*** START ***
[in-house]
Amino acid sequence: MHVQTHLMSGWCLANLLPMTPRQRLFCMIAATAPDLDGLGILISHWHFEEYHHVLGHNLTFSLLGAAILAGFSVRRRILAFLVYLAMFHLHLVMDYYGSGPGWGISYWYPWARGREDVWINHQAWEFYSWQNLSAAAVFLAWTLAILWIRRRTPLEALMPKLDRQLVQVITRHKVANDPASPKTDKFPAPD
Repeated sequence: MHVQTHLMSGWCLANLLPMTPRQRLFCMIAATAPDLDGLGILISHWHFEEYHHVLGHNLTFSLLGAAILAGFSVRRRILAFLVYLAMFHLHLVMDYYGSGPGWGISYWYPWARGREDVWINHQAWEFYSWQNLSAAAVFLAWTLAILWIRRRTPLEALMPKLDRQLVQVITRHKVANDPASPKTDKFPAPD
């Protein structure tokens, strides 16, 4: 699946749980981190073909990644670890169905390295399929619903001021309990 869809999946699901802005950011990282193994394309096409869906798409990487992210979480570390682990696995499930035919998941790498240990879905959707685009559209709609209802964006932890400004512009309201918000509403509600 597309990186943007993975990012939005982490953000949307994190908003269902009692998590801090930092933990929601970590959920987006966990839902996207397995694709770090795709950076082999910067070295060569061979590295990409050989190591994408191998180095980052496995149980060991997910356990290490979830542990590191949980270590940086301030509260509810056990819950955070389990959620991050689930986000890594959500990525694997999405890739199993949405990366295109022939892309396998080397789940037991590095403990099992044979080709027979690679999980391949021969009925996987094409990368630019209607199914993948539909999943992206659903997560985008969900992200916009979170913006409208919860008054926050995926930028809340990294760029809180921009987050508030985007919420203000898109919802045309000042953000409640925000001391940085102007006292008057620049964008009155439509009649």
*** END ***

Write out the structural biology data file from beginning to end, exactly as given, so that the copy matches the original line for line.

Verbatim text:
[in-house]
Amino acid sequence: MHVQTHLMSGWCLANLLPMTPRQRLFCMIAATAPDLDGLGILISHWHFEEYHHVLGHNLTFSLLGAAILAGFSVRRRILAFLVYLAMFHLHLVMDYYGSGPGWGISYWYPWARGREDVWINHQAWEFYSWQNLSAAAVFLAWTLAILWIRRRTPLEALMPKLDRQLVQVITRHKVANDPASPKTDKFPAPD
Repeated sequence: MHVQTHLMSGWCLANLLPMTPRQRLFCMIAATAPDLDGLGILISHWHFEEYHHVLGHNLTFSLLGAAILAGFSVRRRILAFLVYLAMFHLHLVMDYYGSGPGWGISYWYPWARGREDVWINHQAWEFYSWQNLSAAAVFLAWTLAILWIRRRTPLEALMPKLDRQLVQVITRHKVANDPASPKTDKFPAPD
């Protein structure tokens, strides 16, 4: 699946749980981190073909990644670890169905390295399929619903001021309990 869809999946699901802005950011990282193994394309096409869906798409990487992210979480570390682990696995499930035919998941790498240990879905959707685009559209709609209802964006932890400004512009309201918000509403509600 597309990186943007993975990012939005982490953000949307994190908003269902009692998590801090930092933990929601970590959920987006966990839902996207397995694709770090795709950076082999910067070295060569061979590295990409050989190591994408191998180095980052496995149980060991997910356990290490979830542990590191949980270590940086301030509260509810056990819950955070389990959620991050689930986000890594959500990525694997999405890739199993949405990366295109022939892309396998080397789940037991590095403990099992044979080709027979690679999980391949021969009925996987094409990368630019209607199914993948539909999943992206659903997560985008969900992200916009979170913006409208919860008054926050995926930028809340990294760029809180921009987050508030985007919420203000898109919802045309000042953000409640925000001391940085102007006292008057620049964008009155439509009649």